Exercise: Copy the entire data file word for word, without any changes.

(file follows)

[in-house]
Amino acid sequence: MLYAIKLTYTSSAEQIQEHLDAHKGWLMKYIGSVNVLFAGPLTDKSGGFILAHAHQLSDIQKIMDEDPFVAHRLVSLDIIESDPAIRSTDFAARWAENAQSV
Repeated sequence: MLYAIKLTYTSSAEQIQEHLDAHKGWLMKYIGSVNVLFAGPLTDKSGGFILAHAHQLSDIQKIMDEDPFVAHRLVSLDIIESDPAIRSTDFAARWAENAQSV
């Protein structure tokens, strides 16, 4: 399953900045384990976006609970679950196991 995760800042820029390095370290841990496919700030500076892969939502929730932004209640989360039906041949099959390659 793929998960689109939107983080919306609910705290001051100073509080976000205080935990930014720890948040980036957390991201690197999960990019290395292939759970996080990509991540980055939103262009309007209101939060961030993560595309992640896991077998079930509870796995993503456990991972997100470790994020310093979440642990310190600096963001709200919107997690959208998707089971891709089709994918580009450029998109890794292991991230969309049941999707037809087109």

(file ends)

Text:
[in-house]
Amino acid sequence: MLYAIKLTYTSSAEQIQEHLDAHKGWLMKYIGSVNVLFAGPLTDKSGGFILAHAHQLSDIQKIMDEDPFVAHRLVSLDIIESDPAIRSTDFAARWAENAQSV
Repeated sequence: MLYAIKLTYTSSAEQIQEHLDAHKGWLMKYIGSVNVLFAGPLTDKSGGFILAHAHQLSDIQKIMDEDPFVAHRLVSLDIIESDPAIRSTDFAARWAENAQSV
């Protein structure tokens, strides 16, 4: 399953900045384990976006609970679950196991 995760800042820029390095370290841990496919700030500076892969939502929730932004209640989360039906041949099959390659 793929998960689109939107983080919306609910705290001051100073509080976000205080935990930014720890948040980036957390991201690197999960990019290395292939759970996080990509991540980055939103262009309007209101939060961030993560595309992640896991077998079930509870796995993503456990991972997100470790994020310093979440642990310190600096963001709200919107997690959208998707089971891709089709994918580009450029998109890794292991991230969309049941999707037809087109």